2009 Lincoln Bicentennial cents are currently being struck by the United States Mint. But collectors and the U.S. Government are already looking toward 2010, when the U.S. Mint will begin minting Lincoln cents with a brand new, permanent design on the reverse (tail’s side) of the penny.
As you may have heard, the old Lincoln Memorial reverse image, which was designed by Frank Gasparro and struck on the penny from 1959 through 2008, will no longer be used on the one-cent coin.
In 2009, 4 different reverse designs are being used to honor the life and contributions of President Abraham Lincoln.
However, when the last of the 4 special 2009 designs no longer is struck, a new design will be used on the reverse of the Lincoln cent.
Changes To The Penny In 2010
Lincoln’s portrait will remain on the obverse (heads side) Lincoln cent from 2010 and beyond. It will look as it has since it was first placed on the penny in 1909.
That’s right, it is only the tails side of the new penny that will change in 2010.
The U.S. Mint has said the new reverse design "shall bear an image emblematic of President Lincoln’s preservation of the United States of America as a single and united country."
What such a design requirement entails is open for interpretation, as there are many ways that a coin design can express Lincoln’s success in maintaining the United States as a whole nation, despite the Confederate’s efforts to secede Southern states from the Union.
By the way, the metal composition of the Lincoln cent in 2010 and in later years will be copper-plated zinc, which has been the penny’s composition for circulation strikes since 1982.
What Will The New Penny Look Like?
There have been 18 different designs for which the U.S. Mint has released design proposals.
The final choice for the reverse design of the 2010 Lincoln cent ultimately lies in the hands of the U.S. Secretary of the Treasury.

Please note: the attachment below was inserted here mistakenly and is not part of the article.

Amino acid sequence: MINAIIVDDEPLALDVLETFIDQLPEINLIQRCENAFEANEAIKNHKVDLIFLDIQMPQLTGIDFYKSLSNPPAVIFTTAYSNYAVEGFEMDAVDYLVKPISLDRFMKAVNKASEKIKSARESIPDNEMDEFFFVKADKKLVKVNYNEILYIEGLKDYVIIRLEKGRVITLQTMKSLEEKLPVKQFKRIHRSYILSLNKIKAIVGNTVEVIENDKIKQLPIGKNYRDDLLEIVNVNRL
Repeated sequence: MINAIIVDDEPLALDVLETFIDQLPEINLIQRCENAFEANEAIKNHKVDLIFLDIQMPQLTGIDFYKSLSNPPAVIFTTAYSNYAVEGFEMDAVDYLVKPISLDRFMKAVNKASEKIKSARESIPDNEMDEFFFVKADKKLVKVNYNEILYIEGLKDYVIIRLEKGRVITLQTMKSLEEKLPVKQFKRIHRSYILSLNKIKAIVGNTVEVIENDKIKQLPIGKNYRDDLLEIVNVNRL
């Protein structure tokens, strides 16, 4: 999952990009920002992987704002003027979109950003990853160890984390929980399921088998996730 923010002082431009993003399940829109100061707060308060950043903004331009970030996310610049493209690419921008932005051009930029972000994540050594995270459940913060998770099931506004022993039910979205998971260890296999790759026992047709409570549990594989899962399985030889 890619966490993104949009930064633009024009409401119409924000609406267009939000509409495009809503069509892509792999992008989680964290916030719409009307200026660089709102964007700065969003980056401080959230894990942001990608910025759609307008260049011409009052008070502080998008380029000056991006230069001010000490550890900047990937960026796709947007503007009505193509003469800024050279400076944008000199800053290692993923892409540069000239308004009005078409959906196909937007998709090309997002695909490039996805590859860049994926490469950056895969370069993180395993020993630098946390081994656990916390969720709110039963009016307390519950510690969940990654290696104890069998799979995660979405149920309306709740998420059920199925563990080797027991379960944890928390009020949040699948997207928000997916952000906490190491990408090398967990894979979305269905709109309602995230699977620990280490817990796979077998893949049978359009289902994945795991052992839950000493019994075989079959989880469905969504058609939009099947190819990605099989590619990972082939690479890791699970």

The Wheat Stalks Controversy
Have you heard? There already has been a bit of controversy regarding the proposed designs for the 2010 Lincoln cents!
It involves LP-18 – the wheat stalk design (which is the last design seen in the link above).
The Commission of Fine Arts actually had chosen the wheat stalk design as their favorite among the choices. However, a major issue arose upon further investigation. The wheat stalk design is strikingly similar to Germany’s pfennig (a type of German coin) design from the 1920s and 1930s!
Take a look and see for yourself.
The wheat stalk design has since been removed from consideration.
The Final Design
So what will the final design choice be?
That decision has yet to be officially announced, but the Commission of Fine Arts is now backing LP-10, which bears an image of the 34-star American Flag.
The Citizens Coinage Advisory Committee endorses LP-13, which depicts a shield with bearing the motto "E PLURIBUS UNUM" and a banner declaring the coin’s denomination, "ONE CENT."
Which of the designs do you like?